There were a significant number of person of concern/refugee/ residing in the urban settings, mainly Addis Ababa. The number varies from year to year and on the basis of camp referrals; however, when we see the recent years urban population trend, approximately it ranges from a total of 20,000 up to 34 000. Urban refugees referred from all camps to Addis Ababa, mainly on medical ground (about 80% of referrals), followed by protection and humanitarian basis. Those came with medical ground seek advanced (secondary and Tertiary level cares) of medical/surgical/mental/gynecological and etc…consultations, while their accompanied family members mainly under aged children and other dependents are also demanding basic public health services(Reproductive health, nutrition, HIV/AIDS prevention and care, immunization, Maternal and child care services).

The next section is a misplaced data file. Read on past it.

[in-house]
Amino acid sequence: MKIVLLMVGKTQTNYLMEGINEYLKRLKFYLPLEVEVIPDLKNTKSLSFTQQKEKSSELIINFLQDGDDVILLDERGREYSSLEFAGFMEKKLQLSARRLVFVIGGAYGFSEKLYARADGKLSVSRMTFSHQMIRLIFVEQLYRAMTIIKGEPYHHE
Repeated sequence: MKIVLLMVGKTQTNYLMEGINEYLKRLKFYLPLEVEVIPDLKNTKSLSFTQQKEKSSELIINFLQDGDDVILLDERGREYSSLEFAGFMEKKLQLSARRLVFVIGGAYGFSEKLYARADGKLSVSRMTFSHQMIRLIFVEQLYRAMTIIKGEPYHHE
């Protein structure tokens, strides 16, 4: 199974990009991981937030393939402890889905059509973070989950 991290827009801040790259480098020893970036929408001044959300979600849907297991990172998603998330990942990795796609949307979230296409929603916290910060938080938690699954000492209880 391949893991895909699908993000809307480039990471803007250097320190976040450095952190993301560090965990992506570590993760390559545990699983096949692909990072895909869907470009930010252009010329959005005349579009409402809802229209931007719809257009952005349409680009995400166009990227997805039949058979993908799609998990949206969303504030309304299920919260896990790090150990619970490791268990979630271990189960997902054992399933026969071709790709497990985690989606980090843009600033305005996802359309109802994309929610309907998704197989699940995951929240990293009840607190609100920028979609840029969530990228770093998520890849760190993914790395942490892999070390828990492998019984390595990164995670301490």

Whenever a refugee’s medical problem reached at advanced level, which cannot be addressed at the camp level’s health care centers; responsible partners, will refer the patient to nearby hospitals and gradually to urban centers for better case management. This process will also take time and eventually complicate the health status. Once, a refugee has gone through all the process and might not get solution, eventually it is at this stage that refugees get temporary urban status and join the DICAC/RRAD urban assistance program. .
Hence, most of these medical referrals to DICAC/RRAD program are with complex and advanced health problems, the management of which takes long periodUrban refugees are mixes of different nationalities, mainly from neighboring countries like Eritrean, Somalia, South Sudan, Yemeni and refugees of other nationalities, including those from the Great Lakes region in Africa.